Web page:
Bleaching – Instructions

Too many words! I want to start!

You need a bowl, a hair dye brush, a kitchen scale, and protective gloves. Read the instructions on the packaging, and be careful to not get any of those chemicals into your eyes. I have a glass bowl that I always use for my hair products, and I use plastic hair dye brushes (Along with some smaller painting brushes for details). You can use whatever you want as long as nothing used to mix and apply your bleach has any metal components – metal can interfere with the chemical reaction. As this is most convenient, I usually mix my bleach by weight.

Stains and Spilling: Prepare your working area before getting any of the chemicals out. The bleach tends to spill and splatter around, so do it somewhere this isn’t going to cause a problem. It’s probably obvious, but don’t wear anything you do not want to get bleach stains on either.

Now mix your bleach:

Bleaching supplies.

I buy the basics in bulk, so I have big bottles in all the volumes, and big boxes of bleaching powder – you will probably get smaller packages but the basic idea is the same.

The example “recipe” here is for 60g of bleach, because this is how much I usually make to bleach roots, which is what happens most often. If I only have a month of growth, 50g are usually enough. If the hair hasn’t been bleached in 2 or 3 months you will need more, but don’t worry too much. It’s very easy to just mix more bleach when running out. When bleaching a whole head of hair, you have do adjust the amounts accordingly. Short hair usually doesn’t really need more bleach than a roots-only treatment, but bleaching longer hair can use up a lot of product.

This is how I mix my bleach
(if you are using a different product follow the instructions it comes with):

  • Put your bowl on the scale and turn the scale on;

  • Pour two parts peroxide cream in your bowl (here that’s 40g);

  • Carefully add bleaching powder (here, that’s 20g);

  • Mix the two components together slowly. The powder is really hard to contain, so please be careful;

  • Mix until it’s a homogenous paste;

  • Now the reaction has started and it will be bleaching for about an hour or so. The bleach paste starts to puff up a bit at some point, and this is what it is supposed to do.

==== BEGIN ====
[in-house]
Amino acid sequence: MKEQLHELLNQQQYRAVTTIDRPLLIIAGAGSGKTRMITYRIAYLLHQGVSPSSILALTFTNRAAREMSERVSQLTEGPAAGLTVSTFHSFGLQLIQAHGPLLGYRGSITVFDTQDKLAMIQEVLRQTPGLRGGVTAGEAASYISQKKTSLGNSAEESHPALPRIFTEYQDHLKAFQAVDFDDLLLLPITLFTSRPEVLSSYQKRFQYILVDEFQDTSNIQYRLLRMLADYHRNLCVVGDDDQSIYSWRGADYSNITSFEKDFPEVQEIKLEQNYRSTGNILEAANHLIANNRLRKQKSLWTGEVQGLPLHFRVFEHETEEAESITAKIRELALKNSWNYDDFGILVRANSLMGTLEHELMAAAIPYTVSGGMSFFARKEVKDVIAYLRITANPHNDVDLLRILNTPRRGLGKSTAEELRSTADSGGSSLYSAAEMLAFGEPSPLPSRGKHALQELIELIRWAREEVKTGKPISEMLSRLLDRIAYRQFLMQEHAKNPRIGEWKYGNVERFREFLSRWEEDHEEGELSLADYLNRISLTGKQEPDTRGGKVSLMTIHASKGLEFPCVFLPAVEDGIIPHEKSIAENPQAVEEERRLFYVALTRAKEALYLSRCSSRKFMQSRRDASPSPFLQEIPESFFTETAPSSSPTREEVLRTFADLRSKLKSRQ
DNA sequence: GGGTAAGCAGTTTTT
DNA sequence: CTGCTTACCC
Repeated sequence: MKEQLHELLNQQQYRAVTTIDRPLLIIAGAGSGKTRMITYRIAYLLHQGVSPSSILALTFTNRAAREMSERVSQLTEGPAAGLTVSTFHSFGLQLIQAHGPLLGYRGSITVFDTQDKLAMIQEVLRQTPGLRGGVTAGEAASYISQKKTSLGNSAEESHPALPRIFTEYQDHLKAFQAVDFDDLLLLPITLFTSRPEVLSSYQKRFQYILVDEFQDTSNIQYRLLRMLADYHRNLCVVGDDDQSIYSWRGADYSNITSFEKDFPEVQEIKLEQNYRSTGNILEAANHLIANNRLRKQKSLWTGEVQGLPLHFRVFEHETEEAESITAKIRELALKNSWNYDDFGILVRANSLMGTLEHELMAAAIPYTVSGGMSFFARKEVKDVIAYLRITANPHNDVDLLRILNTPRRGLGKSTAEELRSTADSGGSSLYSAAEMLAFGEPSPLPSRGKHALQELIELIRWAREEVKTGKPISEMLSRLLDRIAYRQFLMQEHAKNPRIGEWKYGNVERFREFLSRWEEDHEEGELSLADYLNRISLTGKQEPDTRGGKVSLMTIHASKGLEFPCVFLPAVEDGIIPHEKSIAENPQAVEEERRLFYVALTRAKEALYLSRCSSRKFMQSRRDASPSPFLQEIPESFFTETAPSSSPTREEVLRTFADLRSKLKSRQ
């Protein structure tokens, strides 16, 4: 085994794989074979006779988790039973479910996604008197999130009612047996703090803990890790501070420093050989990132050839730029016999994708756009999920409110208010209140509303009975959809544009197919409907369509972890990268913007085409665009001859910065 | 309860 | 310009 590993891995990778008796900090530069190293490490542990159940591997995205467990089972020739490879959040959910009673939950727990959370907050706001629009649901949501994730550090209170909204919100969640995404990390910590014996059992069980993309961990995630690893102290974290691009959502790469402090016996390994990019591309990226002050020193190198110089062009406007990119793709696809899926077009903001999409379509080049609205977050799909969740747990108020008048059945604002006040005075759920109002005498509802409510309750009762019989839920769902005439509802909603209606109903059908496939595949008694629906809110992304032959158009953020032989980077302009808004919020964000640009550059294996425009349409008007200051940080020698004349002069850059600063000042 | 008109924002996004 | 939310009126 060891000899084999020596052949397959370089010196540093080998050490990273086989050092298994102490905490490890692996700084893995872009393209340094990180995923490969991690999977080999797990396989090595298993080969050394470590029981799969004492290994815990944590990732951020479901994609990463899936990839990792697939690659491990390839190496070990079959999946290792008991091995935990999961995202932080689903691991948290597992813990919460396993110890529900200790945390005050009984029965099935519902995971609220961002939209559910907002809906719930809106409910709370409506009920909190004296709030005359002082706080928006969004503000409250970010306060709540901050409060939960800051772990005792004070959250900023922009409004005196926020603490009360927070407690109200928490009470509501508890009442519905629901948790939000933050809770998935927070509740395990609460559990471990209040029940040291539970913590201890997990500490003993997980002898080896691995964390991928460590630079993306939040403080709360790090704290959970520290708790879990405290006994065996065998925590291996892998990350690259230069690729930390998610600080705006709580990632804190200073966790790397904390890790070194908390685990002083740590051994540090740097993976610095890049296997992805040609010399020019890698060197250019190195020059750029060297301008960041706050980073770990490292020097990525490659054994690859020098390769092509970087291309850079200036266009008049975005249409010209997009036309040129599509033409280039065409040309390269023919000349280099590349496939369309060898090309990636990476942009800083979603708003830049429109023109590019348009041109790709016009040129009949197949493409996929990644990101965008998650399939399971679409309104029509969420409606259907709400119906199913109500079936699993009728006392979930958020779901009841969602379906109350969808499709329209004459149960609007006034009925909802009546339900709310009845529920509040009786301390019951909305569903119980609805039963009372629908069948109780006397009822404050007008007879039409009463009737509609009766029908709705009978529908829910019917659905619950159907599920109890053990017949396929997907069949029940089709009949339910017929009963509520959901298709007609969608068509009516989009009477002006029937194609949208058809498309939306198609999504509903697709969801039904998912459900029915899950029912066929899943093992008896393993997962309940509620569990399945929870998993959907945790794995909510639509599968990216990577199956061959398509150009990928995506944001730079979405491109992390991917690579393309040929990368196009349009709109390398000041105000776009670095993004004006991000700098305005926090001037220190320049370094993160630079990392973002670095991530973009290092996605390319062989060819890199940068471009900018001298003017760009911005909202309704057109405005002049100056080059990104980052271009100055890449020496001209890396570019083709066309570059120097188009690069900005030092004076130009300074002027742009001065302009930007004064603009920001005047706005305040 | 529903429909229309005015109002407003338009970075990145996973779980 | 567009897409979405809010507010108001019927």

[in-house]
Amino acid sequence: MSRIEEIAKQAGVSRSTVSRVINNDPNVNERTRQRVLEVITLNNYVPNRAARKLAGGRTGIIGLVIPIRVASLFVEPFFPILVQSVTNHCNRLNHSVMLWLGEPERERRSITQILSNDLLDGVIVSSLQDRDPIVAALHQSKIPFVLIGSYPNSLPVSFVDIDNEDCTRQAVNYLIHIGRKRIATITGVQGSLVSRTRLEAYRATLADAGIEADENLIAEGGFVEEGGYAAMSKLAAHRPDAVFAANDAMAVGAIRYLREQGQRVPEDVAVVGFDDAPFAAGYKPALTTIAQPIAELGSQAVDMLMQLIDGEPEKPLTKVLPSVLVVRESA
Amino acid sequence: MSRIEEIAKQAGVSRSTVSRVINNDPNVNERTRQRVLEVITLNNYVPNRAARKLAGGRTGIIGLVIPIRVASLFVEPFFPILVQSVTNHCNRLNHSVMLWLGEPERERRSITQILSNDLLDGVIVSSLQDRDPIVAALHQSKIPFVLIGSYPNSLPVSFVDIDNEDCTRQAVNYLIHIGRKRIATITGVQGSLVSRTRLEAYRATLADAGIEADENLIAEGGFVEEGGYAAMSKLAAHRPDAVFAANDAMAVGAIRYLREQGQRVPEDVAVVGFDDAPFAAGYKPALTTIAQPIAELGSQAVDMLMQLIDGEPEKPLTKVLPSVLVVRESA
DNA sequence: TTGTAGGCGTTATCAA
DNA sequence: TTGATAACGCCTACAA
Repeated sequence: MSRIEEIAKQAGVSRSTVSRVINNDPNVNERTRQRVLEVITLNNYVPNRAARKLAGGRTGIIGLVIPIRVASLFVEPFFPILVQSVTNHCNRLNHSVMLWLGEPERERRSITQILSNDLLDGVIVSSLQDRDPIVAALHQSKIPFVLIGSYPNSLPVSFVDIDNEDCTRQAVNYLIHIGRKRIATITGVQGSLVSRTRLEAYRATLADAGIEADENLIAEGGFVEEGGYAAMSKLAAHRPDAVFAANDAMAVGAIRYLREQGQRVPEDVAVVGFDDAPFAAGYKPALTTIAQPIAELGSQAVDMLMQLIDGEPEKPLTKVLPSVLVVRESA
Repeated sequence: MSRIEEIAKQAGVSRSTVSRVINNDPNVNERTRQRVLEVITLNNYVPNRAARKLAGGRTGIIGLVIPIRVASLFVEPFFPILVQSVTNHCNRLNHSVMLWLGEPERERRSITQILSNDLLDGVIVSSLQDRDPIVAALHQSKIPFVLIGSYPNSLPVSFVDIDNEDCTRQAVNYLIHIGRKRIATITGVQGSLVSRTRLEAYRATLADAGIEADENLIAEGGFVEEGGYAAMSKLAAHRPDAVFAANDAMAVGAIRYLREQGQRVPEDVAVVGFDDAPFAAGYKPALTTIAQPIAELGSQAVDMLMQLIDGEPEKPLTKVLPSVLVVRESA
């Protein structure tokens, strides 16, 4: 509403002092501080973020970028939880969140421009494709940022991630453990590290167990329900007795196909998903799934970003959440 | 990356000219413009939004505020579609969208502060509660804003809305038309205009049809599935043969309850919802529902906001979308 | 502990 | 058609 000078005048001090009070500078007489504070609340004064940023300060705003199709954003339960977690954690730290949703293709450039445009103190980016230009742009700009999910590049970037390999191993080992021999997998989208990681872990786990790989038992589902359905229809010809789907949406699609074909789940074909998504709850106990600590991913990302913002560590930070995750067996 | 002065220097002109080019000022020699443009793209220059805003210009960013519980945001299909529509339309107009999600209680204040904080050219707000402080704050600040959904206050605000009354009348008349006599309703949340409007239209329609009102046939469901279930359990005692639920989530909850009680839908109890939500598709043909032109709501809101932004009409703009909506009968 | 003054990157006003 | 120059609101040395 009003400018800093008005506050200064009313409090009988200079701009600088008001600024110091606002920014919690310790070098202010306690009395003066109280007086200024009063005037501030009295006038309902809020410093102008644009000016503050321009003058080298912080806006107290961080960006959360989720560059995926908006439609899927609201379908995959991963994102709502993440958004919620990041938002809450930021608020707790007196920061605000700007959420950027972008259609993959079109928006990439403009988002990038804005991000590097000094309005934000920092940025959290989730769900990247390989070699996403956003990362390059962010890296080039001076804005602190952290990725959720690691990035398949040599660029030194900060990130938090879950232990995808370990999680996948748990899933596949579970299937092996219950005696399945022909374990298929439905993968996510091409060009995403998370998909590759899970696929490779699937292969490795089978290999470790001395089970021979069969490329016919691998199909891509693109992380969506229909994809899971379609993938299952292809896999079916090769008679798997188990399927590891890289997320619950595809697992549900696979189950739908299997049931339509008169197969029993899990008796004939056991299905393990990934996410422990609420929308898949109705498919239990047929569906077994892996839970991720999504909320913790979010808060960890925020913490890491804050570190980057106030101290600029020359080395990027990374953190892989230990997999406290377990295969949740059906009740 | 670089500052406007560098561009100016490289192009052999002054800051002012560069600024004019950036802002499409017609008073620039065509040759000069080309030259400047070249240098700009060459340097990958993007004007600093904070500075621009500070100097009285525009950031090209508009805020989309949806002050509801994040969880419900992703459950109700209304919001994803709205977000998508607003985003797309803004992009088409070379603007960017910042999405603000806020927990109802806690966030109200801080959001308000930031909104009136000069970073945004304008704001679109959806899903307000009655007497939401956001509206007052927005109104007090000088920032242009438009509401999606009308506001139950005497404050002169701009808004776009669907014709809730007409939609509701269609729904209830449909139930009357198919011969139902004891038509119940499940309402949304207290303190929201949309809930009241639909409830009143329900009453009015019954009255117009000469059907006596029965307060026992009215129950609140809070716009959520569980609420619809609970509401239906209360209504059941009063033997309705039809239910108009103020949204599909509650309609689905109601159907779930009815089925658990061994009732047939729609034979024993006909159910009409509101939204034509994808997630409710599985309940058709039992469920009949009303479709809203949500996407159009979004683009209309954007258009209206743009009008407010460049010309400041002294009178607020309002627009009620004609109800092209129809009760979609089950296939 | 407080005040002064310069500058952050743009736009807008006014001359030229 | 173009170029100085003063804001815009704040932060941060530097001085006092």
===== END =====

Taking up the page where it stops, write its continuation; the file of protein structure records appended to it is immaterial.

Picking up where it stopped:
And that’s how the bleach mixture looks when it’s ready to use.

The first step after mixing is to apply your bleach to the roots. Try to really only bleach the roots, as bleaching your hair more times than absolutely necessary really just damages it. If you only need to bleach your roots, you can skip the next part and put on your shower cap now.
A little tip: bleaching the roots once a month (and not only every 3 when there is a lot of new growth) is actually much easier.

Applying the bleach to my roots.

For the second step, after the roots are done, you work the goo into the rest of your hair. Make sure that the hairline and all the edges are covered with enough bleach it won’t dry out too early.

There are plenty videos on how to apply hair dye or bleach, so I won’t explain this part here in great detail. You start with dry or damp hair: Some brands come with specific instructions, others do not. I generally put the bleach on dry hair, but I always dye it whilst still damp.

That’s what it looks like with the bleach in. Not very spectacular.

Shower cap!

Then put on your shower cap and just wait until your hair is as light as you want it – or until the bleach stops working. Check your product’s instructions for exact times. After that, thoroughly rinse and shampoo your hair. If you want to dye it right away, you can do that – in this case better use some silicone-free shampoo to rinse out the dye. If you don’t, now is the time for conditioner and/or a hair mask.

That’s how my hair looks after rinsing.

Troubleshooting/Things to watch out for

If you want to bleach more than just the roots (usually you would only want to do that if your hair is not bleached at all yet, or if it is dyed already), I suggest mixing the bleach in batches to make sure you have enough time to apply it. Properly adding bleach to the roots takes a while in the beginning, so do that before you mix the bleach for then lengths. Again, short hair is the exception: You can just mash the bleach in like you would do with shampoo.

There are two things you really need to know about bleach before starting: It only works as long as it is wet, and heat boosts the process.

Keeping the Hair Moist:

This is especially problematic with short hair. If you have really short hair, it will likely dry up before the peroxide has done it’s magic. But even if you have long hair, the tiny hair around your face and where your hair is parted tend to dry out before it’s done. The best solution for this problem seems to be a reusable shower cap – tinfoil or saran wrap work too, but they tend to tear, and move, and make the worst crinkly noises. They also tend to come off at the edges, which is where you need them most.

If the edges dry out early, that’s what happens. We did it on purpose for this tutorial, but you can get dry spots everywhere along your hairline

Keeping it Warm:

Shower cap! Put it on after applying the bleach to trap body heat. This is mostly relevant for really dark hair that is hard to bleach to begin with. But generally it is just a good idea to put on a shower cap to keep the bleach contained underneath it, and not have it dry out prematurely. But do not use a hair dryer or other external sources of heat at this point.

Tadaaa. This will solve almost all of your problems.